Douglas students run MMA club
By Adam Tatelman, Arts Editor
Mixed Martial Arts (MMA) has a reputation as one of the most brutal combat sports in history, although that criticism is somewhat unfair. In professional tournaments like the UFC, the referees are the best in the world, their decisiveness equal to that of the fighters they watch over. Really, it is the amateur bouts which boast the greatest risk of injury. But in truth, most people don’t study MMA out of a desire to compete. They merely seek a varied and dynamic training regime, as befits the MMA philosophy of taking all the most useful elements from as many styles as possible.
To that end, the Douglas College MMA club offers a unique method of teaching that is rarely seen in the martial arts world. Depending on the day, and provided you have had some prior training, anyone can lead class. Although club founder and president Ronaldo Ferreira is the primary instructor, he encourages students to share their knowledge of martial arts with the rest of the class. Ferreira himself has over 10 years of kickboxing experience, and he is currently seeking any students with wrestling or Jujitsu training to share what they know.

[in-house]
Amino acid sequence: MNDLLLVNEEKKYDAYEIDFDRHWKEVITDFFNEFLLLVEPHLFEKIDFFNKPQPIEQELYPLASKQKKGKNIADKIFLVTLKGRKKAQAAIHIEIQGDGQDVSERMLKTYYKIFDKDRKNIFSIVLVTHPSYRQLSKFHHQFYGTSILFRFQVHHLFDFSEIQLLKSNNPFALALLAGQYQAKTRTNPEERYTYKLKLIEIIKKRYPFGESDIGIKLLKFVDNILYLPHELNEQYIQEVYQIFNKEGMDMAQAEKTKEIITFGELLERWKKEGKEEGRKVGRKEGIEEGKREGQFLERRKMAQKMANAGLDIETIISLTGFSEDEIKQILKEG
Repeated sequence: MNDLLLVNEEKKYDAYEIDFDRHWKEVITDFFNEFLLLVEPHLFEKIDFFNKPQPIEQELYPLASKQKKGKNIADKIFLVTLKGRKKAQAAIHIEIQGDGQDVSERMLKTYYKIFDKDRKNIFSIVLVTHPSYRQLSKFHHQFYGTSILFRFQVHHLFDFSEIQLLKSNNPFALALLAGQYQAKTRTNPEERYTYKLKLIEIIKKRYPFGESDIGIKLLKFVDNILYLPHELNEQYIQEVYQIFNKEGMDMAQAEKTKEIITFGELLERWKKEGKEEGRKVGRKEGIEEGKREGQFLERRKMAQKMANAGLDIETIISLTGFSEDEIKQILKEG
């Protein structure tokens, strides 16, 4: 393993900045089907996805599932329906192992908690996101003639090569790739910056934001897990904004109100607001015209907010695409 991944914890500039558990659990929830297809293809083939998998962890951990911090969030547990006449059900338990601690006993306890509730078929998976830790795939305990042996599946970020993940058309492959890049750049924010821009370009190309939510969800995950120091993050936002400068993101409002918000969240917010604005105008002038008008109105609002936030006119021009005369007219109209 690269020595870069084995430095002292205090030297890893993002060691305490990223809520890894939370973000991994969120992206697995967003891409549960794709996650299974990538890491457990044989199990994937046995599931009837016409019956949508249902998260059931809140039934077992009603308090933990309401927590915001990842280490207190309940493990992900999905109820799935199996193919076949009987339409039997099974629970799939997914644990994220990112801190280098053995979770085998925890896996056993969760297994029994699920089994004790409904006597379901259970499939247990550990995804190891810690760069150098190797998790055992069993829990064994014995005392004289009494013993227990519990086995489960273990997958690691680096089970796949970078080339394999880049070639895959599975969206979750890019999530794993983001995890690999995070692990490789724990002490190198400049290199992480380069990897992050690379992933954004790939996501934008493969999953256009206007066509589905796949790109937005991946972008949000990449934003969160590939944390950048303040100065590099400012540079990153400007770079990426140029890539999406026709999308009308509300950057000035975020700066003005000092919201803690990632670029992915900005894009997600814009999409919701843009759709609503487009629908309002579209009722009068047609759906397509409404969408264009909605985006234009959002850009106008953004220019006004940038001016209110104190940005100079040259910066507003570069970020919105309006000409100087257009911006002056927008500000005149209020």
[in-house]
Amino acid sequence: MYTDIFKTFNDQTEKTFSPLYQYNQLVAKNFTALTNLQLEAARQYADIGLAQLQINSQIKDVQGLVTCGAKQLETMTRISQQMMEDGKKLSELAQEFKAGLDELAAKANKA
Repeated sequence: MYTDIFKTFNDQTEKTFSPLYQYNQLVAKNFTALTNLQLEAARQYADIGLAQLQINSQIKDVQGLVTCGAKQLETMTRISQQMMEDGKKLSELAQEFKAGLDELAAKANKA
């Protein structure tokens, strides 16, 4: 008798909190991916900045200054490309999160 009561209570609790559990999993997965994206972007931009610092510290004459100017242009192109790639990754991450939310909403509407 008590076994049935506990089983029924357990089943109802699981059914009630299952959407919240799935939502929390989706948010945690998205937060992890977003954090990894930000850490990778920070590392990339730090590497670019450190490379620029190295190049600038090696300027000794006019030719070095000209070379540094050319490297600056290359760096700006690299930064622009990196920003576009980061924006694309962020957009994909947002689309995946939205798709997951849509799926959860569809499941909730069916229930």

On the subject of training, there is a definite calisthenic focus in class, reminiscent of orthodox boxing training. The first 15 minutes of class involves a good deal of cardio, as well as the traditional pushups and sit-ups. If you don’t know how to jump rope, you will certainly have a chance to learn. Although there are some spare ropes, it is best to bring your own, as well as gloves and a mouthguard for the purposes of sparring.
The kickboxing-focused classes will be most familiar to anyone who has studied karate, tae kwon do, or muay thai. Given the uniform nature of the human body, there are only so many practical ways to kick forcefully while maintaining good balance. You’ll get a good deal of flexibility from training these kicks, although some of the turning manoeuvres are not as practical as the more linear techniques.
The downside to the Douglas MMA club is its availability. Monday classes take place from 5:30pm to 6:30pm, and include access to training tools like punching bags, speed bags and climbing ropes. However, Thursday classes take place from 7:00pm to 8:00pm in room 2221—a much smaller space with no such equipment. Although the room has a padded floor better suited to sparring, there isn’t often an opportunity to do much fighting due to the classes being only one hour long. This may be a turn-off for some MMA practitioners who want more of a sparring focus.
The greatest assets in Douglas MMA’s favour are its ease of access and no-charge policy. Anyone can practice for free, and since the classes are held on campus, they are extremely convenient to get to. This makes Douglas MMA an excellent supplement to any current ongoing training you may be doing. If you’re unable to make it to your usual dojo, you can drop in for a quick hour-long session keep yourself in practice, and share what you know.